Many Italian trail races might seem ridiculously short, but if you take a look at the profile, you should be prepared that a sufficient amount of elevation gain is going to slow you down. Add altitude and technical terrain to the trail cocktail, and you can see that it notches up on the potency levels and can quickly become a bomb.
To give you an idea, I’ve finished a 50k and a 23k in just about the same time. One was across the gentle, dusty tracks in Tuscany, the other on a arduous course on Piedmont’s Monviso.
But I live in Italy, I can ‘afford’ to mess up now and again. But coming from abroad, we don’t want to be spending a significant amount on travel, accommodation, race entry and various, only to find ourselves wearing that long eared furry white costume, brandishing our Garmin, and wildly chasing what may seem as an impossible ‘cancello’.
So here are three ultras with ample cut off times. Ones where you should be able to lo leave the Ultra Rabbit safely at home, grazing outside in the garden.
100miles of Istria
For the first Ultra we actually cross the Italian border and head into Croatia. We’re in the Istrian Peninsula, bathed by the Adriatic. It lies right between the Gulf of Trieste and Kvarner Bay.
Taking place in April the “100miles of Istria” offers several distances plus the 100 miler.
Part of the Ultra-Trail World Tour, it has a wealth of information available to potential runners, in the form of a first-rate website with a 125 page pdf race information ‘magazine’ available for download, that covers not just the race an but the area too.
More than 23 nationalities took part in the 2017 event giving this race a real international feel. It’s quite a new race, the first edition being in 2013 with only 237 competitors, yet today has evolved into a 1000+ mega event.
The 100 miles Istria, 6.539m D+ has a generous maximum time limit of 46 hours, meaning that runners have to average 3,5km per hour to finish.
The first to cross the 2018 finish line was Paul Giblin in 21:06:53 and Italy’s Francesca Canepa in 22:49:33h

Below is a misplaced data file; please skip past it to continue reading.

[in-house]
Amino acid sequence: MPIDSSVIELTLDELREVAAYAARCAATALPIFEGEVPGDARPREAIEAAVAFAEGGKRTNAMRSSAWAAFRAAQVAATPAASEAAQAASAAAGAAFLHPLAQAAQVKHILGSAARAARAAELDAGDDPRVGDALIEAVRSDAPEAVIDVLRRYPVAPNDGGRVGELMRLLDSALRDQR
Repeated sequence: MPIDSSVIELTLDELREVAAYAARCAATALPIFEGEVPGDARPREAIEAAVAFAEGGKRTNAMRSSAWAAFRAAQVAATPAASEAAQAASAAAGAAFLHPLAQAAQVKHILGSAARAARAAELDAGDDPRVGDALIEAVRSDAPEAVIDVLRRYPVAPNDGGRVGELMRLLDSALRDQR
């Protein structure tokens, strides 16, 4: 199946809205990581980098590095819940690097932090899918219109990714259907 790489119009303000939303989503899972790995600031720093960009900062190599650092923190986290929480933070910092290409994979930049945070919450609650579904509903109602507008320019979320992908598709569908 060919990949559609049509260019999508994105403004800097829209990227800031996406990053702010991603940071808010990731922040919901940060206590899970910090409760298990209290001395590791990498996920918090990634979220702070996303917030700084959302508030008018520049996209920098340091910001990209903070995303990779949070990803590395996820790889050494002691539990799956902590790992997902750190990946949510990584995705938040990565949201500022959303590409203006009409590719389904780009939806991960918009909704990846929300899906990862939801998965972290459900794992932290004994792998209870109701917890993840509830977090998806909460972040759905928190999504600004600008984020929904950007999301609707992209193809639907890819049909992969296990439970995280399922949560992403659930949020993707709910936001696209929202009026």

Race website: http://www.istria100.com/index.php/red/
The Abbots Way and Ultra Trail Via degli Dei
The next two races have quite a lot in common. They both take place in Tuscan and Emilia Romagna Apennines in northern Italy, both are run along historical routes, both races are point to point and claim the same distance and nearly the same elevation gain. Both have a generous max time limit of 32 hours meaning that runners have to cover 3,9km average per hour to finish.
The first is The Abbots Way, which in April 2018 saw its 11th year. 125km with 5550m D+
Many an Italian ultra runner has passed across this race course. A low-key event, down to earth, and no superlative frills, but with a staff of volunteers truly dedicated to the cause, means that this ultra has a loyal following with many athletes returning year after year.
The route is from Bobbio (in Emilia Romagna) to Pontremoli (in Tuscany), reversing race route from year to year, and follows the ancient Pilgrims route the “Via degli Abati” – the Abbots Way.
2018 saw Carlo Salvetti cross the finish line in 13:31:31h and Melissa Paganelli in 17:07:05h
Race website: https://theabbotsway.wordpress.com
The Ultra-Trail Via degli Dei is only in its second year. At 125km 5100m D+ it runs across the historical route “La Via degli Dei” – “The Path of Gods” that joins Bologna (in Emilia Romagna) to Fiesole, on the outskirts of Florence (in Tuscany).
An incredible race route with an epic start and equally epic finish. Race directors are continually working and building on experience towards creating an event which deserves to reach as wide an audience as possible.
Race website: https://www.ultratrailviadeglidei.com/home-en
2018 winners were Fabio Di Giacomo in 13:49:35h and Giulia Saggin in 18:31:59h.
The strength of each of these three races, lies in distance and not too extreme elevation. And they can all be considered ‘runnable’ in many parts.
Prepare well, take your poles, by all means make yourself a cut-out personalised race profile, and don’t leave out the landmarks, and points of interest which you’ll find along your journey.
By the way, somehow, I did manage to cast aside the furry white suit of The White Rabbit, at the 50k in October. By just by the skin of my teeth. And I admit to running part of the race course with the Grim Sweeper – a Gentleman indeed.
Maria Elisabetta Bellini is Italyontrail.com’s founder, born in the U.K, she came to running whilst living in Italy, where she still lives and trains. Never ceasing to marvel at what’s at the summit of a hill, or around the bend along the trail, she loves using trail running as a means to explore nature, contemplation and Italy.